Wednesday, August 31, 2011

Irene Has Made The Next Hurricane More Dangerous

The losses in lives and property are the most disastrous results, but not the only damage, inflicted by hurricane Irene.

Not if, but when the next hurricane comes ashore, the memory of Irene will be one of unfulfilled expectations for a lot of people. Millions of Americans lucked out as the forecast from the National Hurricane Center was worse than what actually occurred in some heavily-populated areas.

Most folks who were fortunate enough to be spared the full force of Irene apparently aren't thinking much about the lives that were lost or the housing that was destroyed elsewhere.

According to the voting in an ongoing poll by Merrill Knox, 68 percent of respondents think that Irene was either very much, or sort of over hyped by the government and by the media. Only one in three believes the continuous, urgent warnings were justified.

That thinking could well mean that warnings about the next hurricane will go unheeded by all too many people. The result could be unnecessary loss of life caused by the memory of a storm that was not nearly as severe as predicted.

Government and the media were right, however, in sounding the alarm as vociferously as they did for hurricane Irene. If there is to be a mistake in the forecast, it is far better to err on the side of caution.

Meanwhile, the debate rages on over the value and the future of the Federal Emergency Management Agency. Republican Presidential candidate Ron Paul remains in the midst of it all due to his call for the defunding and dismantling of FEMA.

This morning Gov. Dannel Malloy of Connecticut--a state hit hard by Irene, and in need of federal help--called Rep. Paul an idiot for his stance. Ron Paul is far from being an idiot--he actually has some good ideas, but closing down FEMA is not one of them.

When a natural disaster occurs, such as Katrina or Irene, no individual state or region has sufficient resources or money. Just as an individual state or region must rely on the federal government for defense, it must rely on the federal government in the event of a Katrina or Irene.

There is a reason we are not known as the TAS--The American States. We are known as the USA--United States of America--because we are one. We are a nation.

Monday, August 29, 2011

Thank Heaven George Bush Stayed Healthy

George W. Bush stayed safe and relatively healthy during his two-term Presidency. And I'm glad he did for more than one reason.

First of all, I would always wish whoever is President good health and happiness, be it Republican or Democrat. And though I didn't agree with his proposals, policies, and actions much of the time, in my heart, I believe that George W. Bush is a good man, who loved serving his country.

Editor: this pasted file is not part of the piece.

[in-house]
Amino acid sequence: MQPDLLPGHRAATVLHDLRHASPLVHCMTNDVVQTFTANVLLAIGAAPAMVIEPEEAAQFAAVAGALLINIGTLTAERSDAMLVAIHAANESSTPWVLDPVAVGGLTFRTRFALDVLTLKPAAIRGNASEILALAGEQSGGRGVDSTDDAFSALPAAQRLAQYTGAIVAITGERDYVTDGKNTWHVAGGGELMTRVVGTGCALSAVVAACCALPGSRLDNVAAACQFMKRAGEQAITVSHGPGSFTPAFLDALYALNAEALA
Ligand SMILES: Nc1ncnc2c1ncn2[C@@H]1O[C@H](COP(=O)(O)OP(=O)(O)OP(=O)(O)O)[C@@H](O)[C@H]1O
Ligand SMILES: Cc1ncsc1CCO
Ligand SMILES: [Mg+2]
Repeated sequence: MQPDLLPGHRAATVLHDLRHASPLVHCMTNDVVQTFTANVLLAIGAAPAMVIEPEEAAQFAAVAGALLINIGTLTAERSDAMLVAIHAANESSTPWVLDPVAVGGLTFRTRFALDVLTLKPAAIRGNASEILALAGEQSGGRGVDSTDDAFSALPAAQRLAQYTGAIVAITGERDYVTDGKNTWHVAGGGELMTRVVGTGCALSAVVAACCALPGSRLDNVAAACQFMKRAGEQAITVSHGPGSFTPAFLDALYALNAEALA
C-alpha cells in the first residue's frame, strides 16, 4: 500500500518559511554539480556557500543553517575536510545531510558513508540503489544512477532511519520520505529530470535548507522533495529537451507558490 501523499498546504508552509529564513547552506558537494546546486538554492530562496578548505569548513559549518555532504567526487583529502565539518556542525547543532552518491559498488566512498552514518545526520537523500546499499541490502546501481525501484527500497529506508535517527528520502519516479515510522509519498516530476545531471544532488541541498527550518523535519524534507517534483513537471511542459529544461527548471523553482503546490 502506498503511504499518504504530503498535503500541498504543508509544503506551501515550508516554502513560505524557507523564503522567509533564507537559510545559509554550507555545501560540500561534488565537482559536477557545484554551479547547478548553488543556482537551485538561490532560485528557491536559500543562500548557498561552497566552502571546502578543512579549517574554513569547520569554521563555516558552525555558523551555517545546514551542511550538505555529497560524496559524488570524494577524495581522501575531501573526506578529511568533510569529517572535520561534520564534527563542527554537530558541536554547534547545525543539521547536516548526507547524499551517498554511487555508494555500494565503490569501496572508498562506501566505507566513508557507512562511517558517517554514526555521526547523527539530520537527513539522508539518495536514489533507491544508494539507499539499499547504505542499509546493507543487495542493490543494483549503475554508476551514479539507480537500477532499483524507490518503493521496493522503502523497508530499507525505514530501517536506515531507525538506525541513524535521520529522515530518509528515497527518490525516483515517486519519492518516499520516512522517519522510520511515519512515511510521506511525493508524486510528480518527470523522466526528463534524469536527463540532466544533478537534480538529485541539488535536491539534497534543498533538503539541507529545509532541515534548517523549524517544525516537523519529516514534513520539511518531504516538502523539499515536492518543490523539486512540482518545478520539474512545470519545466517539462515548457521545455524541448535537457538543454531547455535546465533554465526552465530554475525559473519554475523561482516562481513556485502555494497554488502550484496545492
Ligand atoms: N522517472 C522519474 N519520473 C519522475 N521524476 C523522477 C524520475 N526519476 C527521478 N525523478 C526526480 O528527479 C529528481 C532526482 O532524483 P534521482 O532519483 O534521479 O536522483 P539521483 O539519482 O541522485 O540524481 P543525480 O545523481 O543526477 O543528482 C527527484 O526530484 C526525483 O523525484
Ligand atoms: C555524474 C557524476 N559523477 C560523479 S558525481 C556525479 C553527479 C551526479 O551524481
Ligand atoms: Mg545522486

And in my mind, there abides another reason to be thankful that President Bush was able to remain in office for the full eight years. If anything had prevented him from remaining our Commander In Chief, there would have been a President Cheney. And that, to me, is a scary thought.

Dick Cheney's approval ratings with the American people during his Vice Presidency were never very good. I think that is somewhat due to his not having what you could call a warm or charming personality. But his unpopularity was, and is, also due to predictions that proved to be wrong, and proposals that found little support--even among those in his own party.

In making a case for going to war with Iraq, Cheney stated emphatically that Iraq had weapons of mass destruction. It did not.

In drumming up support for invading Iraq, Cheney predicted that the people of Iraq would throw flowers at our advancing troops. They did not.

In 2007, Cheney argued for another preemptive strike--an aerial attack on Syria. He found himself alone. His proposal received zero support from other officials in the Bush administration.

In early 2009, Cheney declared that the United States would be less safe with Barack Obama as President. Bold decisions by President Obama, such as those resulting in the taking out of Mediterranean pirates, and then later, Osama bin Laden, proved Cheney wrong again.

And now, Dick Cheney has written a book, "In My Time: A Personal and Political Memoir", which will be released tomorrow. Here, again, Cheney is wrong. His book contains statements that are already being disputed, and the zingers aimed at other members of the Bush administration have been called "cheap shots" by Colin Powell.